The panic over an internet after cookies is growing, observes Faris Yakob, and their use is predicated on a strange and deeply flawed idea of how advertising works in the first place – a rethink is long overdue.

Google recently made a remarkable announcement about the future of digital advertising. In 2020 they heralded that they were going to remove support for third-party cookies from Chrome, the world’s biggest browser with two thirds of the market. In March 2021, they elaborated that they would not build or allow any alternate individual identifiers. They went on to say that “people shouldn’t have to accept being tracked across the web in order to get the benefits of relevant advertising. And advertisers don't need to track individual consumers across the web to get the performance benefits of digital advertising.” 

That is quite a statement coming from the world’s leading tracking-based advertising company. It sent shockwaves through the media-industrial complex. The Trade Desk, a software platform for buying digital advertising that uses tracking data, saw its stock price drop more than 20% following the announcement. It is still valued by the stock market as worth more than WPP and Omnicom combined, though, and on a fraction of the revenue, because investors like scalable businesses (i.e. software-based) with lots of room to grow, and because the stock market has not been trading on fundamentals, let’s say, for some time. 

It’s not just Google, although the media pundits have done a dramatic double take, watching them reposition by hiring the Chief Product Officer of privacy-focused browser Brave and having him write the blog post announcing their new commitment to privacy and abhorrence of the unnecessary surveillance that they made their fortune on. Apple has long championed user privacy as a point of principle / profit, because they prefer to maintain complete control of the data on their platform and have no interest in the advertising business. It’s also a useful club for them to wield in their escalating battle with other technology companies whose revenue is almost entirely based on targeted advertising. With iOS 14 Apple will turn off its Identifier for Advertisers (IDFA) by default and introduce App Tracking Transparency (ATT). That means every app will ask you to opt-in to being tracked and the assumption is that the majority of people will choose not to. Defaults matter. 

In his keynote speech at the Computers, Privacy and Data Protection Conference (CDPD) (technologists love acronyms) Tim Cook echoed Google’s announcement, saying “technology does not need vast troves of personal data stitched together across dozens of websites and apps in order to succeed. Advertising existed and thrived for decades without it.”

I remember being surprised by the reaction to the Netflix documentary The Social Dilemma. I assumed everyone already understood all this, but that’s the fachidiot problem, as the Germans call it.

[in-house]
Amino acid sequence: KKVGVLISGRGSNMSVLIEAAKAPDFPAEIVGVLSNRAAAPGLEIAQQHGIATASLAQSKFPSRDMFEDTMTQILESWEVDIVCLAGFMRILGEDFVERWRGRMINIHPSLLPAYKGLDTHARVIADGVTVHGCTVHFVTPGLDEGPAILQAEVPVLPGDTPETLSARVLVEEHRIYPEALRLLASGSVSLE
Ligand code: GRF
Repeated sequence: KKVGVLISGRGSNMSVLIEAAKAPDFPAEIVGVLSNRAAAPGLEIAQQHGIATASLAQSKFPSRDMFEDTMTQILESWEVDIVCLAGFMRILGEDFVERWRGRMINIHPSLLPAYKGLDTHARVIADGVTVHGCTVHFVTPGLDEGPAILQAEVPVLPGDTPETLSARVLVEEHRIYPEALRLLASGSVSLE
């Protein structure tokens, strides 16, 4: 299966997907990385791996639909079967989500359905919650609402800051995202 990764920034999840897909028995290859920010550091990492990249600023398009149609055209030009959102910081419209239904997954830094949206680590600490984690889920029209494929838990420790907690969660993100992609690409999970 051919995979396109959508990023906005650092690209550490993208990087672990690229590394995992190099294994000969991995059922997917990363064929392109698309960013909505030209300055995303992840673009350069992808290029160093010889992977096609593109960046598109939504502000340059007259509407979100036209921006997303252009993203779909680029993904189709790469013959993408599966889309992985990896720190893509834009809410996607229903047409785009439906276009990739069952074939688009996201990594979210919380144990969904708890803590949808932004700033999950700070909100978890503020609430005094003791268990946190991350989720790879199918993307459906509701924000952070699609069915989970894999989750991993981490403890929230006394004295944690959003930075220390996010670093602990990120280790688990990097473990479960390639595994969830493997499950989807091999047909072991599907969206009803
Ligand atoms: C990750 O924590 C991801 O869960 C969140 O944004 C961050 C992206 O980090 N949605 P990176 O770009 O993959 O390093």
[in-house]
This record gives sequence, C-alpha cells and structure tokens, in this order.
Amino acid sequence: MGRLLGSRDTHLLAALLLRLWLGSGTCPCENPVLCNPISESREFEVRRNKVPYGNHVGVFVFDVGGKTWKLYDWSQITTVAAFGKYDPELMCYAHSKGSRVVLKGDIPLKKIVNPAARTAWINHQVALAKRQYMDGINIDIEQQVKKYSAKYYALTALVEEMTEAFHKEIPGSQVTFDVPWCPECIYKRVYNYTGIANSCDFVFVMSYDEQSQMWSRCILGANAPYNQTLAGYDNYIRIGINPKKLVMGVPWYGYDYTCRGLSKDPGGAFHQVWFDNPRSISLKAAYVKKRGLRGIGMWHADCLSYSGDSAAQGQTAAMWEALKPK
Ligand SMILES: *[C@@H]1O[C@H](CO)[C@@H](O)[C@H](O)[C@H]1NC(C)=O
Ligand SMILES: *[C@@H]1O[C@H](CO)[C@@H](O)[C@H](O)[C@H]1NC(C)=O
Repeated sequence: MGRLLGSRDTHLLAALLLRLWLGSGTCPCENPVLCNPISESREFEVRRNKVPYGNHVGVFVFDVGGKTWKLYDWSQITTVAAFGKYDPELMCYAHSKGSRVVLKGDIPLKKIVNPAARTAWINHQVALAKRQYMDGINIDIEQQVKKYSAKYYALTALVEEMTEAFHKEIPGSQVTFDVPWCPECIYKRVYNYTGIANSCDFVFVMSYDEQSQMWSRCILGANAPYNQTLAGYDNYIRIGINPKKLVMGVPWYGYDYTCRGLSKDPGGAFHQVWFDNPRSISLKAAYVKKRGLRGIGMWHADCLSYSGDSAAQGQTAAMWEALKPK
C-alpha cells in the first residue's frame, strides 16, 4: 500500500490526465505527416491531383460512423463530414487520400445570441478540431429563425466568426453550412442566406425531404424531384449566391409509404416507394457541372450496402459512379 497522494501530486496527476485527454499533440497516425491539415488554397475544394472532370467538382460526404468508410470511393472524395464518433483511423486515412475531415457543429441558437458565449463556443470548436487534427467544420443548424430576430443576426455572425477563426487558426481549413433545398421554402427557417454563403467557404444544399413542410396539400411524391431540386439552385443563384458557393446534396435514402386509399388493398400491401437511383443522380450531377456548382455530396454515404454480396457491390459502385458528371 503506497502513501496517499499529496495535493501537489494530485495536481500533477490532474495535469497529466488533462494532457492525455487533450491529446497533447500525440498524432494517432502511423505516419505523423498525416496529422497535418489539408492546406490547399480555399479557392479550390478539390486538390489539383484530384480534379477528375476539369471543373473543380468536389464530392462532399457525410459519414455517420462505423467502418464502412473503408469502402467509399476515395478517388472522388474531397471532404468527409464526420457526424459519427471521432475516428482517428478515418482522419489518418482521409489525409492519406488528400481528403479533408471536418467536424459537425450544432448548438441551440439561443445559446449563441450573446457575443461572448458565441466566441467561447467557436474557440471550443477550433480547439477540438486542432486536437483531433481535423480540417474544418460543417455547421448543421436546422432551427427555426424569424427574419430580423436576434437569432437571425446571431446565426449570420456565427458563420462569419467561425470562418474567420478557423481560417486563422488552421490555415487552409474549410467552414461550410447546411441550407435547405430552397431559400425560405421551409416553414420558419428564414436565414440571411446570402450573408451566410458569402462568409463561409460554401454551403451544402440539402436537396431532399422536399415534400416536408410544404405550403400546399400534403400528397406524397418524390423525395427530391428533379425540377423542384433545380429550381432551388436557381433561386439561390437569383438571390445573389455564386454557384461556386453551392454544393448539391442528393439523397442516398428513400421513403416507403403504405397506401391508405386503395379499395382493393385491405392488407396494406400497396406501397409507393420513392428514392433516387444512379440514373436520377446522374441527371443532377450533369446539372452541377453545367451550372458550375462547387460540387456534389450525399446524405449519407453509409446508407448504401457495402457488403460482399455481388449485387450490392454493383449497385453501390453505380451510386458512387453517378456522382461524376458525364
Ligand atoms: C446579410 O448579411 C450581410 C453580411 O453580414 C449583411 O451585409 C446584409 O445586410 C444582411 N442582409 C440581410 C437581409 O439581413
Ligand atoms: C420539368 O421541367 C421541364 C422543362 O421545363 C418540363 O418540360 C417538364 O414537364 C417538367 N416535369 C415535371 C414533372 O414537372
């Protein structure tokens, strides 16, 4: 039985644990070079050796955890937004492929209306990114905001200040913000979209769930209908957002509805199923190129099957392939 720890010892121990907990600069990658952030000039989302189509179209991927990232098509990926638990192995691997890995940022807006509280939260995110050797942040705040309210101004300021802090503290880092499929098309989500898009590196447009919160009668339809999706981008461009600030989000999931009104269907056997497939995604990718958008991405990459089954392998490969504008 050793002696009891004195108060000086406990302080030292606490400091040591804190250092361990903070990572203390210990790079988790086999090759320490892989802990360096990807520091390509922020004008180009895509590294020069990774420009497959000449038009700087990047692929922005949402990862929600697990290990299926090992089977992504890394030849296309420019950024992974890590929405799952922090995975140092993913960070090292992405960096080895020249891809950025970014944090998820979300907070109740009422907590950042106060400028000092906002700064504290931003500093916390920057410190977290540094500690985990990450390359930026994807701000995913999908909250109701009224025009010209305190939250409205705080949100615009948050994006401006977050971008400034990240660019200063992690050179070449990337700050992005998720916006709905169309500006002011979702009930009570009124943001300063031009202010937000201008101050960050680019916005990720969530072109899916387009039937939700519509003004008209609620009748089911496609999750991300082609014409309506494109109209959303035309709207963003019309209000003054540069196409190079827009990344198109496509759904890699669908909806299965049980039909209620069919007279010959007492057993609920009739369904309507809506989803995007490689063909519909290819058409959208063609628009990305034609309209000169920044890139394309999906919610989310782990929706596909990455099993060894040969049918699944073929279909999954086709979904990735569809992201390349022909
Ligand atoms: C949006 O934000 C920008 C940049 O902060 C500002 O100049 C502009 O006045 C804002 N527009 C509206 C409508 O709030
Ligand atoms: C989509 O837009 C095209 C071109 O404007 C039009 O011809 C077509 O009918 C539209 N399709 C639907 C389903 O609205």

A fachidiot is a ‘subject matter idiot’, blinded by his knowledge, unable to understand the world writ large. People didn’t understand the implications of scandals like Cambridge Analytics, or how adtech works in general, and the documentary helped clarify some elements, whilst eliding others. Regardless, the tide seems to have turned away from what is sometimes called ‘surveillance capitalism’. Cook went further, laying the blame for our increasingly polarized societies, the decline of trust in institutions and the media, and even the recent attempted coup in the USA at the feet of personalized tracking, adtech, and targeted advertising. “A social dilemma cannot be allowed to become a social catastrophe,” he said. That’s a lot for the industry to consider. 

Whatever you believe about the broader negative externalities of adtech, third-party cross-site tracking is going away and so will much of Apple’s app tracking and ad targeting. Arguably this isn’t a very significant problem, considering the accuracy of that third-party data. An analysis by researchers from MIT in 2019 of over 90 third-party audiences across 19 data brokers revealed that the cookies identified gender correctly only 46% of the time on average. Since that is less accurate than guessing randomly it seems hard to justify the additional budget. 

In a post-cookie world, advertisers will have to rely on first-party data from visitors to their own sites and CRM platforms, or they can target based on the context of the content their ads appear around. This is somewhat satisfying, since I personally dislike being stalked across the web and have railed against what is called personalized advertising for many years. I have tried to suggest that media planning move away from the high frequency algorithmic arbitrage it seemed to settle on as its most profitable business model in the last decade. Advertising works at a socio-cultural level, which means personalized advertising is more akin to credit card offers in the mail (and no one wants those.)

It was twenty years ago that the film Minority Report bedazzled the advertising industry into personalization. As Tom Cruise fled the pre-crime police force he once worked for, a series of holographic posters identified him via his retina, suggesting he drink a Guinness to calm down, or grab a Lexus to facilitate his getaway. It’s a disturbingly dystopian scene, one which the advertising industry nonetheless grabbed on to as a robust vision of its future in the early digital age. That future, it seems, is now past.